[time-nuts] Hadamard variance

Tom Van Baak tvb at LeapSecond.com
Thu Apr 9 14:28:50 UTC 2009

> Steve
> Just dont get too carried away.
> Remember that the Hadamard deviation is only insensitive to linear
> frequency drift.
> If the drift is quadratic for example then it will affect the Hadamard
> deviation.
> Bruce

Correct. This is another reason why the practice of removing
systematic drift from raw data first and then computing ADEV
on the residuals is quite useful.

It allows you to separate the task of modeling systematic effects
from the calculation of stability (ADEV) of the residuals.

For example, you may suspect ahead of time, or you may find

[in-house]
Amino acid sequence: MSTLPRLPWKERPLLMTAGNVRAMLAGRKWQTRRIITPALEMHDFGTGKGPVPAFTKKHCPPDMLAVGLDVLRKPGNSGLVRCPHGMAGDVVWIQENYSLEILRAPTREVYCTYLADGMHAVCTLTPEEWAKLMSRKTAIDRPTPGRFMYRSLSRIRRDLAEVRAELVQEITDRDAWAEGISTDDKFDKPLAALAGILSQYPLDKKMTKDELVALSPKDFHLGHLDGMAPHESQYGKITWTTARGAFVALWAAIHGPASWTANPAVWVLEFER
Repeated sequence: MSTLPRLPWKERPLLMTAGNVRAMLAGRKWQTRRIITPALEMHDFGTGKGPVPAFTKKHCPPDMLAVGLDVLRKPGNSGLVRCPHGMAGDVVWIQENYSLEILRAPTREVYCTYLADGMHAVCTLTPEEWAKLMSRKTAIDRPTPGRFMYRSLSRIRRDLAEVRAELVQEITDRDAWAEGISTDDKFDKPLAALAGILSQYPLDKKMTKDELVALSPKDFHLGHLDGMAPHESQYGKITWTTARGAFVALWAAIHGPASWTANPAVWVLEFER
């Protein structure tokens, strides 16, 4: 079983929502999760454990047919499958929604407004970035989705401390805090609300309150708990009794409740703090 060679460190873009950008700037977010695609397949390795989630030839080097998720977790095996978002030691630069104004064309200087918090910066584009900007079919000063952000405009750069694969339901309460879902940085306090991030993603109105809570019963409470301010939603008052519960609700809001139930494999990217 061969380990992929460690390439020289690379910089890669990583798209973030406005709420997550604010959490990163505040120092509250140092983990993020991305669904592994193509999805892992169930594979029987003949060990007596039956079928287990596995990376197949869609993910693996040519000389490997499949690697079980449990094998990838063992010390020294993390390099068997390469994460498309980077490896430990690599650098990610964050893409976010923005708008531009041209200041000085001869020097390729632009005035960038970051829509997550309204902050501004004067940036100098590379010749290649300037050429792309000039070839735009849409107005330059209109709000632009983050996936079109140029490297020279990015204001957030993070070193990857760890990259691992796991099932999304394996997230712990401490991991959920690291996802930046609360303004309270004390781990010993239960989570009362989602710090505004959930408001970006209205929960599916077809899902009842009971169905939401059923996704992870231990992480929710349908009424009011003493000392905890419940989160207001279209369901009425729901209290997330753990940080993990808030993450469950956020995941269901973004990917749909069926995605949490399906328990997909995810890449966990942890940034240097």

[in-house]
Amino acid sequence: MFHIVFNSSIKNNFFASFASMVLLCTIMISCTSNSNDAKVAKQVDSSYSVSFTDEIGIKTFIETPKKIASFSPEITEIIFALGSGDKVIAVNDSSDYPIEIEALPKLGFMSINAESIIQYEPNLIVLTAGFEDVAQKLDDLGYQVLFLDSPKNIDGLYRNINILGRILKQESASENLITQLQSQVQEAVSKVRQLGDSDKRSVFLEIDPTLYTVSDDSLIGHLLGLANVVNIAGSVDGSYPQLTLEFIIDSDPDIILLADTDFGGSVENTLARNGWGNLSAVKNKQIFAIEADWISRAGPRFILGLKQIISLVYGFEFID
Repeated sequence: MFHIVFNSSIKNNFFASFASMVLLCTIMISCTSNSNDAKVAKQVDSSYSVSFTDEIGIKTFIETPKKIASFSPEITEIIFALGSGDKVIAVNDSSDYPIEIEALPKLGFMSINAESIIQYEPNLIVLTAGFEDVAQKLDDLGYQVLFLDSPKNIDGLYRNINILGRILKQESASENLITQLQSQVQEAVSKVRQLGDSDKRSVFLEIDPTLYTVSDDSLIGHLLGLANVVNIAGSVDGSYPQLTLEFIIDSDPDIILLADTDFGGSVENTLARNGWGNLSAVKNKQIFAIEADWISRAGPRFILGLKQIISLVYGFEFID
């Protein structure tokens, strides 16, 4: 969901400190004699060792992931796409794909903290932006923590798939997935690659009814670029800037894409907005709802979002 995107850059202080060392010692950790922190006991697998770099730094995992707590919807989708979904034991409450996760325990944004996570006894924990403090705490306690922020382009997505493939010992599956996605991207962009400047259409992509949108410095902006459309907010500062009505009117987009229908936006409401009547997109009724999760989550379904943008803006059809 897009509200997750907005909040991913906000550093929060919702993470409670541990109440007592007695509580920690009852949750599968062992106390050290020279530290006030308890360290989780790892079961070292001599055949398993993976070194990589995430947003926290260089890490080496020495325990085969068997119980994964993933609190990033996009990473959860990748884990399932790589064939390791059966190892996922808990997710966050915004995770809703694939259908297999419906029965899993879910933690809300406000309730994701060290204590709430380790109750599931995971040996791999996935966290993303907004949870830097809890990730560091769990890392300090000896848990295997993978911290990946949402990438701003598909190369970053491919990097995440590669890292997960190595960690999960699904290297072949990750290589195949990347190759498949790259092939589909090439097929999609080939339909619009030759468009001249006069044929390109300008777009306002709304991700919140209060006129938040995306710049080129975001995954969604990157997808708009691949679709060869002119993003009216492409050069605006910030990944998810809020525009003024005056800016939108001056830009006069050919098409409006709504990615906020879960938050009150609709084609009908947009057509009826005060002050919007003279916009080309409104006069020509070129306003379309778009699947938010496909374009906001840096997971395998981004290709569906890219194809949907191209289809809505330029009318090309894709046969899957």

through analysis, that your DUT is following a slow logarithmic
drift trend rather than just linear drift. Either way, you can remove
the systematic effect to get to a closer measure of the intrinsic
stability limits of the DUT.

This is common with OCXO which have aged, say more than
a few days, but less than a few months. It's pretty cool to see
very linear drift rates each day, but to also notice that the rate
itself slowly decreases week by week.

As another example, you may find a strong correlation between
temperature and frequency. You could plot ADEV of the raw
data, and then plot ADEV of the temperature compensated
residuals and observe the difference in the plots.


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